I was in prison, and you came unto me. Verily I say unto you, inasmuch as ye have done it unto one of the least of these my brethren, ye have done it unto me.
~(Jesus Christ) Matthew 25:36, 40
Any punishment that does not correct, that can merely rouse rebellion in whoever has to endure it, is a piece of gratuitous infamy which makes those who impose it more guilty in the eyes of humanity, good sense and reason, nay a hundred times more guilty than the victim on whom the punishment is inflicted.
Prison continues, on those who are entrusted to it, a work begun elsewhere, which the whole of society pursues on each individual through innumerable mechanisms of discipline.
Civilization is maintained by a very few people in a small number of places and we need only some bombs and a few prisons to blot it out altogether.
It was only when I lay there on the rotting prison straw that I sensed within myself the first stirrings of good. Gradually it was disclosed to me that the line separating good and evil passes not between states nor between social classes nor between political parties, but right through every human heart, through all human hearts. And that is why I turn back to the years of my imprisonment and say, sometimes to the astonishment of those about me, bless you, prison, for having been a part of my life.
The refined punishments of the spiritual mode are usually much more indecent and dangerous than a good smack.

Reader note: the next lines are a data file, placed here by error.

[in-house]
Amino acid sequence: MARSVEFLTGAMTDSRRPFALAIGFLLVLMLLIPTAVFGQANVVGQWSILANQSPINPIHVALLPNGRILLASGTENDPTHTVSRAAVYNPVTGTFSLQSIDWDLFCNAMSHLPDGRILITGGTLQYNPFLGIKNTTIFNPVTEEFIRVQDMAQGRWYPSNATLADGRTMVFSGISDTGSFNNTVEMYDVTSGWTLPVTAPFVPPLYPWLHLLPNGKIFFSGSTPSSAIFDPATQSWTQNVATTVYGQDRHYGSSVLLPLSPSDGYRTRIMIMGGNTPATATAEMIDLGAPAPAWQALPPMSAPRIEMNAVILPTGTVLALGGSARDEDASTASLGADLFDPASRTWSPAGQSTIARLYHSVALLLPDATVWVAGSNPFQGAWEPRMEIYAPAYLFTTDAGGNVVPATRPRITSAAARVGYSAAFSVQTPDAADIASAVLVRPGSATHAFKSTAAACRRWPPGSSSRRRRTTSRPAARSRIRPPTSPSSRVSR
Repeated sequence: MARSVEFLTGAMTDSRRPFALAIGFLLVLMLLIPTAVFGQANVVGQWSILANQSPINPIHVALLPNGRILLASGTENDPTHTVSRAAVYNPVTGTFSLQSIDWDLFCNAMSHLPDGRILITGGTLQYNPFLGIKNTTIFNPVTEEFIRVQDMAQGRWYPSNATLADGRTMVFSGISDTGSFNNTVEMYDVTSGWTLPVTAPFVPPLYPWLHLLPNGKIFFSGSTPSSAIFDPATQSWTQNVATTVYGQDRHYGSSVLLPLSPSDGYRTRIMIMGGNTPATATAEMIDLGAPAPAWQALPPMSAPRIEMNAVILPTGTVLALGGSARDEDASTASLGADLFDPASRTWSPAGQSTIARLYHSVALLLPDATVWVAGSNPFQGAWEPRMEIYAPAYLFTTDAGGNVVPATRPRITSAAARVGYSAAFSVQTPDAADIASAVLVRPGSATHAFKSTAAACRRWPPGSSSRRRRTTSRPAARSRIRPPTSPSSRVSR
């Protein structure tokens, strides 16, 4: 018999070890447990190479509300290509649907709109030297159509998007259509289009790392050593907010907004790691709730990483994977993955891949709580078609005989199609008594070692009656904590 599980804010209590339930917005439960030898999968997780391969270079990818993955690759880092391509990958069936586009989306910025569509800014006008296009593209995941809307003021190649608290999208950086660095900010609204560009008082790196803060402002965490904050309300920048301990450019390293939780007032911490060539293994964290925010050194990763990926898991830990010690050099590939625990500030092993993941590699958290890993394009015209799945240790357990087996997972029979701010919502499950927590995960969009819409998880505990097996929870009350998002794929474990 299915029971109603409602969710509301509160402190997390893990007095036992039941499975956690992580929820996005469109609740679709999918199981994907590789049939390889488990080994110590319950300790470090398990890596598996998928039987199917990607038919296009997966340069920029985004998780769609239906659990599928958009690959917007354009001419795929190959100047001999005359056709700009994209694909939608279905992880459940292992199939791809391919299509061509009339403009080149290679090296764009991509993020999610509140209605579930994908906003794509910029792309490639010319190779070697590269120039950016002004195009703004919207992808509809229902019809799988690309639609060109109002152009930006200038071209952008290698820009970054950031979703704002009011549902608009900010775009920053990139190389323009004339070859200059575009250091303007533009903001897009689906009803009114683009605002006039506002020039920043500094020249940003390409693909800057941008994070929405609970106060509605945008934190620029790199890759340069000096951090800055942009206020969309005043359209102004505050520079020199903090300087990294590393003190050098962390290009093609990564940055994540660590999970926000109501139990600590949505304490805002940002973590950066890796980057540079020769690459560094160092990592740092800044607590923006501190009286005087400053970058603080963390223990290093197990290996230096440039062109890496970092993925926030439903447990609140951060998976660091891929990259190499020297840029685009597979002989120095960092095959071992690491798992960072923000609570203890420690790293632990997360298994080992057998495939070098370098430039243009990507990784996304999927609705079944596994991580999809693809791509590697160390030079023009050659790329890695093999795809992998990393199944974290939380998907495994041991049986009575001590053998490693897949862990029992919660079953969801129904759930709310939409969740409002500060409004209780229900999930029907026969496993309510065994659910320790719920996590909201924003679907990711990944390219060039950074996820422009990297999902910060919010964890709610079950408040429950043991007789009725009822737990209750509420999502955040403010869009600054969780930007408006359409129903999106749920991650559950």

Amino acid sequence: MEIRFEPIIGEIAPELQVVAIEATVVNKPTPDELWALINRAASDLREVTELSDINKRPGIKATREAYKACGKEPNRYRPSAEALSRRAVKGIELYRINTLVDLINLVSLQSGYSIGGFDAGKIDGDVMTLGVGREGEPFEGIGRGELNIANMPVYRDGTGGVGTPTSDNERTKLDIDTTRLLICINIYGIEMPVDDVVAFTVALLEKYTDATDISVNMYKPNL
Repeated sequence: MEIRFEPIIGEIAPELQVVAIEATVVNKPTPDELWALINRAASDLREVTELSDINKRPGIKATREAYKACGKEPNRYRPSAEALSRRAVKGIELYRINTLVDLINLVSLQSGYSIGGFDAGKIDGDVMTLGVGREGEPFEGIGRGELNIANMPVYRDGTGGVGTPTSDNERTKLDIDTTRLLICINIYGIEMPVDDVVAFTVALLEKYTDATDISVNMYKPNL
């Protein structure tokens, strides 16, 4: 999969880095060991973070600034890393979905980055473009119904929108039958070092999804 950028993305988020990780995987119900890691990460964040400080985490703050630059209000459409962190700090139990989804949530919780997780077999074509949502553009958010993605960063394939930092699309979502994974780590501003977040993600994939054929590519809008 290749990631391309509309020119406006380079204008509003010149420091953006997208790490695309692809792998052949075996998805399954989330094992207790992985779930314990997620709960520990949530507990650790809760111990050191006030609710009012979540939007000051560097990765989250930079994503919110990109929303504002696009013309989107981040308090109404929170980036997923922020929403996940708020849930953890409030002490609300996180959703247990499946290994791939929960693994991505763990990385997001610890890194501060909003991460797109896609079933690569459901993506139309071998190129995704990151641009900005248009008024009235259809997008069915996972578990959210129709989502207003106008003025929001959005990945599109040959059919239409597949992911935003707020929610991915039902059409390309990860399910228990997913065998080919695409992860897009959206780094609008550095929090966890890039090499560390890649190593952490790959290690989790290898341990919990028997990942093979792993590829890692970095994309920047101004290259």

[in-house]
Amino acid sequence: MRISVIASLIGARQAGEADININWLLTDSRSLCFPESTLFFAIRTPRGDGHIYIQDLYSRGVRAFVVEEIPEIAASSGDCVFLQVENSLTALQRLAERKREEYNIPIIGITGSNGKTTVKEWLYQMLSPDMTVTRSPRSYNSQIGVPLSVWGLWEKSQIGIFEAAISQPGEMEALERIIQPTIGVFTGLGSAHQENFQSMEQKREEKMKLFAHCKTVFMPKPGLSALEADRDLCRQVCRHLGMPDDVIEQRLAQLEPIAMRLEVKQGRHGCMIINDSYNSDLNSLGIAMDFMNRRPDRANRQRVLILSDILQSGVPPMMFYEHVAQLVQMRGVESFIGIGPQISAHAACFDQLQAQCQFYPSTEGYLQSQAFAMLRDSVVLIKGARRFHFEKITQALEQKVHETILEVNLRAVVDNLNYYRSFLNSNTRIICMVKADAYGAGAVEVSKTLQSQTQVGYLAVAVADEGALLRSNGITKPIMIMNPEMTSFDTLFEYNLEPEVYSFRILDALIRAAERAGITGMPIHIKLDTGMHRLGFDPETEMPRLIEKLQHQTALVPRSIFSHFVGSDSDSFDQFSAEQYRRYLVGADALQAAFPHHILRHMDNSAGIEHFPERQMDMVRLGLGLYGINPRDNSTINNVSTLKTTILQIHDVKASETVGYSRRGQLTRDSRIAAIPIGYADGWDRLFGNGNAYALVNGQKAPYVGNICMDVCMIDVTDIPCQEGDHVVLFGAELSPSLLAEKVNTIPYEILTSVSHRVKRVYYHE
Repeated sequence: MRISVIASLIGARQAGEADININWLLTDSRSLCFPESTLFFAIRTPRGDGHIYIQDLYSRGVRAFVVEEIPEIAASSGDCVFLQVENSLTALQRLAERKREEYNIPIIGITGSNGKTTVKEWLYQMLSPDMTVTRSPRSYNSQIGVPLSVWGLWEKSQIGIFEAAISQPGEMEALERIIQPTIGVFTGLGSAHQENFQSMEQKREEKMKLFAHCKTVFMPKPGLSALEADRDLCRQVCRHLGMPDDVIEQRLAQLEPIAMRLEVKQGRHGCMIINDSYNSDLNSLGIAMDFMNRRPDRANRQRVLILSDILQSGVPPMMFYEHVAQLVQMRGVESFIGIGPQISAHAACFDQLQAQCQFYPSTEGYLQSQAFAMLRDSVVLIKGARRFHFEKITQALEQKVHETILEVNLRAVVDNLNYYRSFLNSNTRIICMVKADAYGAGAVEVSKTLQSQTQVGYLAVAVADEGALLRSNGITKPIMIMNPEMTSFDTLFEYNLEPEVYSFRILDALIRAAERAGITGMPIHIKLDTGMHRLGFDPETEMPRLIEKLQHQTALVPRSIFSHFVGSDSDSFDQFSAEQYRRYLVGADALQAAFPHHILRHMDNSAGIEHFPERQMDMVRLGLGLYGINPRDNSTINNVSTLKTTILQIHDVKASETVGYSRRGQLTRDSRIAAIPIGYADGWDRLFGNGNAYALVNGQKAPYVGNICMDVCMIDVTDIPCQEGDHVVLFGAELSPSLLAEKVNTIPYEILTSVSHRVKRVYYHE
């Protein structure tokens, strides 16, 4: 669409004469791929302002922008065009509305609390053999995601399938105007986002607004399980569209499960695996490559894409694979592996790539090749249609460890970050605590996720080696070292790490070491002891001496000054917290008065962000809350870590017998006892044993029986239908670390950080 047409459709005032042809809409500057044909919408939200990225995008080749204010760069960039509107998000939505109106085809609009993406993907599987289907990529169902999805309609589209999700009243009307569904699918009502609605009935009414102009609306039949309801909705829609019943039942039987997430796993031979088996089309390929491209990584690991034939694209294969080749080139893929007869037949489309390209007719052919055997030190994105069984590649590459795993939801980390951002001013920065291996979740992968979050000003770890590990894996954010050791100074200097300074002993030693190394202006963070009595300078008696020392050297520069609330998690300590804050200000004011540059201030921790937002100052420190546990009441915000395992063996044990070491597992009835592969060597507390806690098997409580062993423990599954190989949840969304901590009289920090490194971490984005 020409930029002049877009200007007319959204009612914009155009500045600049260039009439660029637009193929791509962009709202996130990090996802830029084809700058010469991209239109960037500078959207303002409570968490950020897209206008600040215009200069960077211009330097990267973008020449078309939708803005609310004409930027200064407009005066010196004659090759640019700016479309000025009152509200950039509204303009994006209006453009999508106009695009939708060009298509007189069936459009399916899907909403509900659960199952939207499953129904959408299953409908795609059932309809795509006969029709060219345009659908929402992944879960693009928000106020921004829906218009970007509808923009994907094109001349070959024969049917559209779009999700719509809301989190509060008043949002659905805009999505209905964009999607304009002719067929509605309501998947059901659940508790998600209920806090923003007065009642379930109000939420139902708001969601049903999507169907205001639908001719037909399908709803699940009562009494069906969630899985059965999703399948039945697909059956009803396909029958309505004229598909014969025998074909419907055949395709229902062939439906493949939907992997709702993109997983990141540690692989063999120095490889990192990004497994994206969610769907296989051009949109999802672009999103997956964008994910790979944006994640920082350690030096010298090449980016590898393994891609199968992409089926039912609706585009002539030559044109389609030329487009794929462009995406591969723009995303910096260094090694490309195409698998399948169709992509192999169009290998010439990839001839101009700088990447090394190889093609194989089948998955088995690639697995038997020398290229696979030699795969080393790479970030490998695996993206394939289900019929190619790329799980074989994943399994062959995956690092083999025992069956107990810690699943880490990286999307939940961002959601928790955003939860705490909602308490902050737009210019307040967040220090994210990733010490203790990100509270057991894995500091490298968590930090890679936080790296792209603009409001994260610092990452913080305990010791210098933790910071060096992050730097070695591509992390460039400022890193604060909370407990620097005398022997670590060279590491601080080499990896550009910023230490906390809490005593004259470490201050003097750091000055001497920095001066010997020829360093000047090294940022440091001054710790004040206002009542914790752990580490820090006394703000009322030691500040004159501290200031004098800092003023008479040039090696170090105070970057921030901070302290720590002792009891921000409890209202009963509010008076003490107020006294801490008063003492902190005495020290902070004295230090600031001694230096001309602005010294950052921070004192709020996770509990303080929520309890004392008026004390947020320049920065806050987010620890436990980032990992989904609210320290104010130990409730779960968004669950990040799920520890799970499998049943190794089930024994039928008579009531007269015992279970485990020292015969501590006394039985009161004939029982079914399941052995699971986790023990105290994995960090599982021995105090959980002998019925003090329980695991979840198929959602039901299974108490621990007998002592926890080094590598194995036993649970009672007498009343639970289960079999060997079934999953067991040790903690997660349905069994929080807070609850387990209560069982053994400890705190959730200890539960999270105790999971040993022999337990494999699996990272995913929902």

One of the problems that the marijuana reform movement consistently faces is that everyone wants to talk about what marijuana does, but no one ever wants to look at what marijuana prohibition does. Marijuana never kicks down your door in the middle of the night. Marijuana never locks up sick and dying people, does not suppress medical research, does not peek in bedroom windows. Even if one takes every reefer madness allegation of the prohibitionists at face value, marijuana prohibition has done far more harm to far more people than marijuana ever could.
Those magistrates who can prevent crime, and do not, in effect encourage it.
Wicked deeds are generally done, even with impunity, for the mere desire of occupation.
Mere factual innocence is no reason not to carry out a death sentence properly reached.
On average, drug prisoners spend more time in federal prison than rapists, who often get out on early release because of the overcrowding in prison caused by the Drug War.
Women have worked hard; starved in prison; given of their time and lives that we might sit in the House of Commons and take part in the legislating of this country.
Nothing can be more abhorrent to democracy than to imprison a person or keep him in prison because he is unpopular. This is really the test of civilization.